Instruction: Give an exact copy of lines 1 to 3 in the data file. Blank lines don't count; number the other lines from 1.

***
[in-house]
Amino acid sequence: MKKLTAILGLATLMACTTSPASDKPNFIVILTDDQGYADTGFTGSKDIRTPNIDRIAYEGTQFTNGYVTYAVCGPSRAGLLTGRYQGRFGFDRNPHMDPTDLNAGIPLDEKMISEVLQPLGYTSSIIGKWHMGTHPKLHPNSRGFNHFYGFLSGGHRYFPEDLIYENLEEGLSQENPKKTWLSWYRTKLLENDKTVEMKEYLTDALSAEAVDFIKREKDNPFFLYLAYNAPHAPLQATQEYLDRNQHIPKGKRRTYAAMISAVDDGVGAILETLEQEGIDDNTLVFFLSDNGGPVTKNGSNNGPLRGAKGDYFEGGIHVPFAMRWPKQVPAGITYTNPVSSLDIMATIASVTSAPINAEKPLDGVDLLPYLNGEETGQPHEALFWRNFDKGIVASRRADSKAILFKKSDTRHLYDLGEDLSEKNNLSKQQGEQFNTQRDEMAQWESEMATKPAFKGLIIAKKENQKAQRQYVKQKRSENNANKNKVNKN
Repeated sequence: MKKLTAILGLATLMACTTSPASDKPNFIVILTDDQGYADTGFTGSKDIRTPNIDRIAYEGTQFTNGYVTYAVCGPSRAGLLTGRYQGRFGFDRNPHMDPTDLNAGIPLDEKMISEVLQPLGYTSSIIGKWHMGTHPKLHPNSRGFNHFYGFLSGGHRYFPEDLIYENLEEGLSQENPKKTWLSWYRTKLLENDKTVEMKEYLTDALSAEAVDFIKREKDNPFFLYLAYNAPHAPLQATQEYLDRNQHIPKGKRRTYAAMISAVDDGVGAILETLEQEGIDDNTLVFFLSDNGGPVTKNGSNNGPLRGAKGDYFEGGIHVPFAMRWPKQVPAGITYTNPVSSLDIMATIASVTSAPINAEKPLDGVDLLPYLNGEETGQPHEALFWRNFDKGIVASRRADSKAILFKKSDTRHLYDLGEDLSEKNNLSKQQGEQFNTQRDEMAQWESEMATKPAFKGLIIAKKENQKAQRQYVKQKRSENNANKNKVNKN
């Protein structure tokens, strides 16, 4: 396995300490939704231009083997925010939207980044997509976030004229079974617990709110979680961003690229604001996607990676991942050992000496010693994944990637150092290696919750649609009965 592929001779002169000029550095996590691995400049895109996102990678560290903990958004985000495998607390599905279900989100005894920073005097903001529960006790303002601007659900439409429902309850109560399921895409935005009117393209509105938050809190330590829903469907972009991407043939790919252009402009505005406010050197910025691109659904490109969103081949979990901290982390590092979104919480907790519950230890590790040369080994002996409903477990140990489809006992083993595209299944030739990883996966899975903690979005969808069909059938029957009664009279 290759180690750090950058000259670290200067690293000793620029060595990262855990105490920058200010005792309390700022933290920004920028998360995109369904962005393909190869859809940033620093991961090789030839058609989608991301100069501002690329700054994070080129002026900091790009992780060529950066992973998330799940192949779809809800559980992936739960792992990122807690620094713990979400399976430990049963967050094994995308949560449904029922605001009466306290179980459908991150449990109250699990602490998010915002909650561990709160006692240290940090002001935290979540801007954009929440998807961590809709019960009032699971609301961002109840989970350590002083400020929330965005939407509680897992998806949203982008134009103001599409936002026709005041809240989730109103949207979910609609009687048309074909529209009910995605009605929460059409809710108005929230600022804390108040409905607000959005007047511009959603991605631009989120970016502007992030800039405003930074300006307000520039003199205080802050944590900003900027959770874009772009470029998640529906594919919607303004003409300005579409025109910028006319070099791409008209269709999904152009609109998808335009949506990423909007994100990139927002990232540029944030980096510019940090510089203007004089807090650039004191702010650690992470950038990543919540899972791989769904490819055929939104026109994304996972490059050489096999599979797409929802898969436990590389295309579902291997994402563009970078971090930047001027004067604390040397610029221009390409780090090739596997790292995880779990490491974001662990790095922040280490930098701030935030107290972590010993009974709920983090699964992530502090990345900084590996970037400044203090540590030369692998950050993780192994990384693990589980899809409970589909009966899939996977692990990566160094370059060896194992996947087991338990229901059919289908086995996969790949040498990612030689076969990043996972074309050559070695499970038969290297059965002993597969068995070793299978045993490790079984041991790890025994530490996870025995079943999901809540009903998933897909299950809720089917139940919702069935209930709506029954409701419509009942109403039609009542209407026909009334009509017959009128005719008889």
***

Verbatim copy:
[in-house]
Amino acid sequence: MKKLTAILGLATLMACTTSPASDKPNFIVILTDDQGYADTGFTGSKDIRTPNIDRIAYEGTQFTNGYVTYAVCGPSRAGLLTGRYQGRFGFDRNPHMDPTDLNAGIPLDEKMISEVLQPLGYTSSIIGKWHMGTHPKLHPNSRGFNHFYGFLSGGHRYFPEDLIYENLEEGLSQENPKKTWLSWYRTKLLENDKTVEMKEYLTDALSAEAVDFIKREKDNPFFLYLAYNAPHAPLQATQEYLDRNQHIPKGKRRTYAAMISAVDDGVGAILETLEQEGIDDNTLVFFLSDNGGPVTKNGSNNGPLRGAKGDYFEGGIHVPFAMRWPKQVPAGITYTNPVSSLDIMATIASVTSAPINAEKPLDGVDLLPYLNGEETGQPHEALFWRNFDKGIVASRRADSKAILFKKSDTRHLYDLGEDLSEKNNLSKQQGEQFNTQRDEMAQWESEMATKPAFKGLIIAKKENQKAQRQYVKQKRSENNANKNKVNKN
Repeated sequence: MKKLTAILGLATLMACTTSPASDKPNFIVILTDDQGYADTGFTGSKDIRTPNIDRIAYEGTQFTNGYVTYAVCGPSRAGLLTGRYQGRFGFDRNPHMDPTDLNAGIPLDEKMISEVLQPLGYTSSIIGKWHMGTHPKLHPNSRGFNHFYGFLSGGHRYFPEDLIYENLEEGLSQENPKKTWLSWYRTKLLENDKTVEMKEYLTDALSAEAVDFIKREKDNPFFLYLAYNAPHAPLQATQEYLDRNQHIPKGKRRTYAAMISAVDDGVGAILETLEQEGIDDNTLVFFLSDNGGPVTKNGSNNGPLRGAKGDYFEGGIHVPFAMRWPKQVPAGITYTNPVSSLDIMATIASVTSAPINAEKPLDGVDLLPYLNGEETGQPHEALFWRNFDKGIVASRRADSKAILFKKSDTRHLYDLGEDLSEKNNLSKQQGEQFNTQRDEMAQWESEMATKPAFKGLIIAKKENQKAQRQYVKQKRSENNANKNKVNKN